The thing about Julia Thompson's recent work, including her participatory performance work in London recently with fellow artist Catherine Barber, is that it would have been marvelous to experience, and we can only now find artifacts and remnants to suggest what the experience was -- much like visiting any home and finding objects and documents that suggest a unique of a way of life. I love the handmade soaps and paintings made from food eaten directly off a tablecloth, which she recently included in a collaborative performance in an AirBnb in London. She chats with me about that project here, and be sure to find much more at the links after!
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First, I'd like to know a bit about you -- can you introduce yourself?
Hi!! My name is Julia Thompson and I’m 20 years old. I’m from Toronto, Canada, but have spent over the past two years living in New York for my studies. As of recent, however, I’ve temporarily moved to London to study abroad.
What first interested you in art, and especially in making it yourself?
I root in a fashion background, and when I was younger found myself more interested in the documentation of the work than the garments themselves and the technical process fashion design requires. That led to majoring in Fine Arts at Parsons! Fashion does come up sometimes in my work through my engagement with materiality and tactility. Investigating and experimenting with materials and their uncontrollability has been a long standing interest of mine.
If you could describe your work in three words, what would they be?
Obsessive, curious and uncanny
You work across various media, including painting and video, among others. Can you explain some more about your practice? What kind of ideas are you exploring?
Across my practice (regardless of medium as I don't like to think of it segregated that way) theres a constant motivation in producing a kind of painterly form. I often refer to my video and film works as paintings because of the various strategies I employ. As of recent, I’ve been exploring ideas around defamiliarizing the familiar and documenting performance unconventionally. Working with documentary in a very personal and raw way has also been apart of that.
Since moving to London I’ve been hosting dinner parties with different groups of people (friends, friends of friends, strangers, peers, etc.) where the guests eat directly onto silk table cloths. The shared experience is tracked by the silk surface, creating a kind of abstract painting. The table cloth becomes the only form of documentation and acts as a food fossil or map. The table cloth paintings have many forms they can embody such as pillows, tents, clothing, conventional paintings and quilts. Its this ongoing cycle. I find that friction between abstraction and evidence very interesting. Additionally, the abandonment of the camera strengthens the work by expanding upon multiple perspectives.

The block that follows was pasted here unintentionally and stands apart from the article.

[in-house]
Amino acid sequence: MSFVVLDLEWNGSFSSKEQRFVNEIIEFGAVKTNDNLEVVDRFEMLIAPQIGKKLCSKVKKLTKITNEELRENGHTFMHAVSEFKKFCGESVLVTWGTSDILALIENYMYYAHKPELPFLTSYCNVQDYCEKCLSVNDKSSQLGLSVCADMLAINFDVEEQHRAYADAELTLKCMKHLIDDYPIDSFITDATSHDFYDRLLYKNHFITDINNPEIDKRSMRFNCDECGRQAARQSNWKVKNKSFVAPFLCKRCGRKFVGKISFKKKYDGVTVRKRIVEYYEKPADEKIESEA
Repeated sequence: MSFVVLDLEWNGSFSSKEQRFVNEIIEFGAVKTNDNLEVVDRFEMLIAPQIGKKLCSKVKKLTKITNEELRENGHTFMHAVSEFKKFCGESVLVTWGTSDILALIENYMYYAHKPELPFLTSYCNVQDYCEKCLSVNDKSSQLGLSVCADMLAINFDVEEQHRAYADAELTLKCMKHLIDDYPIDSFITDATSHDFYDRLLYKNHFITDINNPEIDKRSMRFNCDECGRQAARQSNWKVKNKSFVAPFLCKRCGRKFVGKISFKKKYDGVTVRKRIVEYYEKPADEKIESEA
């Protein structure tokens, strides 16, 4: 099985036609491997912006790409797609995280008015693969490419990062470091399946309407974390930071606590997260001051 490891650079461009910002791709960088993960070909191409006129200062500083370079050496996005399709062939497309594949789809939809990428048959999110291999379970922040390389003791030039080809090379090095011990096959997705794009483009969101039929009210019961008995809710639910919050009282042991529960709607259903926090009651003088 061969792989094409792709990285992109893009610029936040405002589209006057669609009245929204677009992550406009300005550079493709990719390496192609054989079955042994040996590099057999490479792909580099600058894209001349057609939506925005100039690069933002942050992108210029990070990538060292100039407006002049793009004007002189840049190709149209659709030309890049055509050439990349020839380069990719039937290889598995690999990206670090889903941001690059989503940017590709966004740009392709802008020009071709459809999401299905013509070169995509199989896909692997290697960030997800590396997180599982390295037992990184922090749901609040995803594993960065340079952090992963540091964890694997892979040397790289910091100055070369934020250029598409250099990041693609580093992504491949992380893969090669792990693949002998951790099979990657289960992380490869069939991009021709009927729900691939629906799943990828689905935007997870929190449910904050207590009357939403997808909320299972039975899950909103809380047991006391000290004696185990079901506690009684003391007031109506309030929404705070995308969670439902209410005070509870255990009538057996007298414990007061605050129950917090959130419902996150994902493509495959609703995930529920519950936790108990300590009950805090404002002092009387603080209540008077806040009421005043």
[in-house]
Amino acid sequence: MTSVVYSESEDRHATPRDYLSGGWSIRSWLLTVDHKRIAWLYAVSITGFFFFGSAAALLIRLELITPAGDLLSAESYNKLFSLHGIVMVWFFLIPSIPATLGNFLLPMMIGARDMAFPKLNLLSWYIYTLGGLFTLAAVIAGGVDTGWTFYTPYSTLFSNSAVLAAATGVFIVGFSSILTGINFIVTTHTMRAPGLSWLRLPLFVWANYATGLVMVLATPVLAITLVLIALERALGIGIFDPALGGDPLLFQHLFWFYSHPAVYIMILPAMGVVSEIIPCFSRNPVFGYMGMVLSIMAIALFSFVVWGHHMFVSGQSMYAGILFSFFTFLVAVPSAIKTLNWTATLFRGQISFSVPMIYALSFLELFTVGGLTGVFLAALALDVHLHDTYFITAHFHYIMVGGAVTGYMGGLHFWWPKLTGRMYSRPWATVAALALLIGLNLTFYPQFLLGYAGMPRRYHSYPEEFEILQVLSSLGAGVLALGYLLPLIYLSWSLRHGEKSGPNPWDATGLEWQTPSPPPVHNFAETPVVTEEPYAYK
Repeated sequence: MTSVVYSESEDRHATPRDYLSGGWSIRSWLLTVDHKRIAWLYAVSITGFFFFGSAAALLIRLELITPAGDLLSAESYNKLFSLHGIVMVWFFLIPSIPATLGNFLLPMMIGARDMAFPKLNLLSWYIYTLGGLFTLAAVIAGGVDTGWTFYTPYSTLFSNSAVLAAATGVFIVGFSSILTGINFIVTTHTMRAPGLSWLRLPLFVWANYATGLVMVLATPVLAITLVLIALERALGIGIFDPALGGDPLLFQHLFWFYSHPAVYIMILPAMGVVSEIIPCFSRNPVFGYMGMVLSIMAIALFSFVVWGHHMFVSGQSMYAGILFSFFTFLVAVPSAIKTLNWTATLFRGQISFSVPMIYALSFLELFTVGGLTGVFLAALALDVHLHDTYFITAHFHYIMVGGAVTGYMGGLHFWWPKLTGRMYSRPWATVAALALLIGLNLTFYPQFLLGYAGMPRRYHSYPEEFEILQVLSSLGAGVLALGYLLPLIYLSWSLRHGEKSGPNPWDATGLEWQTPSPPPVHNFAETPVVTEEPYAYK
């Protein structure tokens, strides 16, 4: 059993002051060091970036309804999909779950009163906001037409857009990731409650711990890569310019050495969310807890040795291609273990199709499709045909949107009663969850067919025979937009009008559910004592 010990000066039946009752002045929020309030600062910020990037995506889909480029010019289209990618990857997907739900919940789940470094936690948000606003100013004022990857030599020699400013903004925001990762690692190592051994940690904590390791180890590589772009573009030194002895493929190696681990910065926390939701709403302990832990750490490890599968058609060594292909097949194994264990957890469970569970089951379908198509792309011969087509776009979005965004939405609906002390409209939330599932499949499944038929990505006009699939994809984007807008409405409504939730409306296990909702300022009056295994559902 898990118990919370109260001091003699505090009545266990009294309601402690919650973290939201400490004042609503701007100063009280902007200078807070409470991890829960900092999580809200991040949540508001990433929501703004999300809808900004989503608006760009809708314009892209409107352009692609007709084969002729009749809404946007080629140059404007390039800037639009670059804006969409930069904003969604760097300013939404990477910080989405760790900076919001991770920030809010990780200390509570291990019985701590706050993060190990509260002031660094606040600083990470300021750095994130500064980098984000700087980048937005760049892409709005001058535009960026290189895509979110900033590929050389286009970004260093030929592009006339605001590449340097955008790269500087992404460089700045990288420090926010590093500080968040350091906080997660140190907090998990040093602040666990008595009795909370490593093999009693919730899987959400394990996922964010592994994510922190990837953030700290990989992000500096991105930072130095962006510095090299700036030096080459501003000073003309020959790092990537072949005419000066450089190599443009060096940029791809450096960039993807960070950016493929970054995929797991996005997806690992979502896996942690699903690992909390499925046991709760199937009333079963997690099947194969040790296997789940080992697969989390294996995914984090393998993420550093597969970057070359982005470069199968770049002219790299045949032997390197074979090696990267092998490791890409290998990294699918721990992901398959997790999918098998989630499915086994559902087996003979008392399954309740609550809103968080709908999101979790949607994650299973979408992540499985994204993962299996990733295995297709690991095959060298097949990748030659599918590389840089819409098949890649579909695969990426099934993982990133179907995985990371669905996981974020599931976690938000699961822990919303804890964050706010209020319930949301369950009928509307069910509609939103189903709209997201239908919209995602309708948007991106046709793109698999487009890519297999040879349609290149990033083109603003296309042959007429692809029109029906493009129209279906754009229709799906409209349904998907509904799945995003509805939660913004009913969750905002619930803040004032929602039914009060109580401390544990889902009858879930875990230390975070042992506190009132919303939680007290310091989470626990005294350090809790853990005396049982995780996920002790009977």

What is the thing that intrigues you or challenges you the most about what you do?
Working with found materials and objects that contain information that people often ignore and I can share/revalue. Allowing materials, marks, residue, remnants and stains to communicate these narratives and languages is simultaneously intriguing and challenging.
Do you do any research or preparation before beginning a new piece?
Yes and lots of it! I try to think of everything as research. I find walking around for an hour just as important as watching a film, reading a text or seeing a show.
What do you do if you find yourself at a creative standstill?
Lots of things - look back through old work and try and draw connections. Write everything out and talk through ideas with friends.
You're currently enrolled at Parsons in New York, but have spent the semester in London at Chelsea College of Arts -- how has this study experience influenced you and your work?
Since moving to London I’ve been working with my roommate quite closely, artist - Catherine Barber. We put on a show together in an Airbnb and in the works of planning another one! I’ve never worked so closely to someone and its been an incredible experience.
Can you recall the best advice you've received so far?
Learning to be tough enough to hold your own and defend your work confidently while also listening and considering advice/criticism.
What do you need most, or value most, as an artist?
Walking around and exploring - being curious and thinking about everything as relevant and useful. I don't need to be in a studio or necessarily want to be in one all day. My favorite kind of research comes from walking around, collecting, seeing and investigating. Talking to people as well - with my work I value the opinion of a“non-artist” just as much as an “artist”.
What are you working on right now?
As mentioned above, working on another show with Catherine Barber. We’re interested in continuing the show to Toronto and New York down the line and allowing it to adapt based on the context and space itself.
Anything else you would like to add?
Here is a description on our last show, ‘Exactly Like the Pictures’
Artists Catherine Barber and Julia Thompson intertwined their practices to create an immersive experience challenging the familiar. The show was held in a strangers home (Airbnb) and in a residential neighborhood to further disrupt common domesticity. More information can be found at https://www.exactlylikethepictures.info.
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To submit your work to the website and find other current opportunities to get involved, visit here!